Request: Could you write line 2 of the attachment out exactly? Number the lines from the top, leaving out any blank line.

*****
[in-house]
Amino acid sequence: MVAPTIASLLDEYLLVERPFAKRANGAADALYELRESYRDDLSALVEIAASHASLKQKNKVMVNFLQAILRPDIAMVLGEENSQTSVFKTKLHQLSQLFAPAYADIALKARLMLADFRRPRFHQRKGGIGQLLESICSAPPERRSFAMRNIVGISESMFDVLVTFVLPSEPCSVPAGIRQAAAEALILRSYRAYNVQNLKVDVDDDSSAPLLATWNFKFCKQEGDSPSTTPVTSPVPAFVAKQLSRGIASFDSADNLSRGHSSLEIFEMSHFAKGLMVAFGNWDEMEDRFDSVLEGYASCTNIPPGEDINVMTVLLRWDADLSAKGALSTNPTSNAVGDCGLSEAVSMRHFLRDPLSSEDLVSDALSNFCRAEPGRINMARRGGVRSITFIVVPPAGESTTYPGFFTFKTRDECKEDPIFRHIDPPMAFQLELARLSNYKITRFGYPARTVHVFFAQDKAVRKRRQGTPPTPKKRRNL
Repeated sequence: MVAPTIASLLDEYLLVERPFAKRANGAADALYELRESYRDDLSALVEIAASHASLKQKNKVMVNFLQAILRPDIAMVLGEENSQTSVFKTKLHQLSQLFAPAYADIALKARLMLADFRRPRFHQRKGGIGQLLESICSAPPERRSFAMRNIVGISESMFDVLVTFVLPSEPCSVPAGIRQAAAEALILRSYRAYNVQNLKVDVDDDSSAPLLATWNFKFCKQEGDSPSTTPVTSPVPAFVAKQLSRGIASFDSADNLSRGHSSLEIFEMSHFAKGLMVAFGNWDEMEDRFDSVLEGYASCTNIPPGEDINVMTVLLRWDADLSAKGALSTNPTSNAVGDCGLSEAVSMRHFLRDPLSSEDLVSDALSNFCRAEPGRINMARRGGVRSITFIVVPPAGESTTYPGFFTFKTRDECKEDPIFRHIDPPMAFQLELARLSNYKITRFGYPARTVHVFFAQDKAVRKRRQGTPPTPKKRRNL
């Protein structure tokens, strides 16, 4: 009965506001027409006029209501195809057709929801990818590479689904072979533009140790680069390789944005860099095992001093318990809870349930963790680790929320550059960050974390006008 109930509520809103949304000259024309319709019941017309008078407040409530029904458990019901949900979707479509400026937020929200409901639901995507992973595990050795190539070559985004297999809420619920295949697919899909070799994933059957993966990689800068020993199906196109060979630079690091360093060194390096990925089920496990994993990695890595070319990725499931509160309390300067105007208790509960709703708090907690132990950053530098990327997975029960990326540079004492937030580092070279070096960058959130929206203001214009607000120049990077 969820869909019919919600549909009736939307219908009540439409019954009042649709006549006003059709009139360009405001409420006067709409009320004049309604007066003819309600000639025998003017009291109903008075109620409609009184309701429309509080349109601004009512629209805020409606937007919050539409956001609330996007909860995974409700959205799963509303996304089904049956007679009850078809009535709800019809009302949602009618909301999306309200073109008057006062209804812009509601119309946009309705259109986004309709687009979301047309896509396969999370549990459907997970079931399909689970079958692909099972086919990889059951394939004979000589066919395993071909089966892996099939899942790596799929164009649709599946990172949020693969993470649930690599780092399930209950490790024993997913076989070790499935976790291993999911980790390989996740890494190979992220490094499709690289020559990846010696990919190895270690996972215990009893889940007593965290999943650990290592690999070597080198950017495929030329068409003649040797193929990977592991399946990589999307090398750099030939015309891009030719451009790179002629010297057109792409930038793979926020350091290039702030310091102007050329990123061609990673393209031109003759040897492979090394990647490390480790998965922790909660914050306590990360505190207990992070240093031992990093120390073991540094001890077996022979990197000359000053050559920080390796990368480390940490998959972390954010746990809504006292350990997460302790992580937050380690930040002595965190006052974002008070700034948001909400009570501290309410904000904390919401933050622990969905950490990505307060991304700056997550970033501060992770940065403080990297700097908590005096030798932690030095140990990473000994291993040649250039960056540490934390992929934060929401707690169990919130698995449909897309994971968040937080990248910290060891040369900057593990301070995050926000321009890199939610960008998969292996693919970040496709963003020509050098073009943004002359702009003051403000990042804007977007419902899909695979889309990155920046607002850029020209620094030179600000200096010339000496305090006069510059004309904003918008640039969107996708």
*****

Amino acid sequence: MVAPTIASLLDEYLLVERPFAKRANGAADALYELRESYRDDLSALVEIAASHASLKQKNKVMVNFLQAILRPDIAMVLGEENSQTSVFKTKLHQLSQLFAPAYADIALKARLMLADFRRPRFHQRKGGIGQLLESICSAPPERRSFAMRNIVGISESMFDVLVTFVLPSEPCSVPAGIRQAAAEALILRSYRAYNVQNLKVDVDDDSSAPLLATWNFKFCKQEGDSPSTTPVTSPVPAFVAKQLSRGIASFDSADNLSRGHSSLEIFEMSHFAKGLMVAFGNWDEMEDRFDSVLEGYASCTNIPPGEDINVMTVLLRWDADLSAKGALSTNPTSNAVGDCGLSEAVSMRHFLRDPLSSEDLVSDALSNFCRAEPGRINMARRGGVRSITFIVVPPAGESTTYPGFFTFKTRDECKEDPIFRHIDPPMAFQLELARLSNYKITRFGYPARTVHVFFAQDKAVRKRRQGTPPTPKKRRNL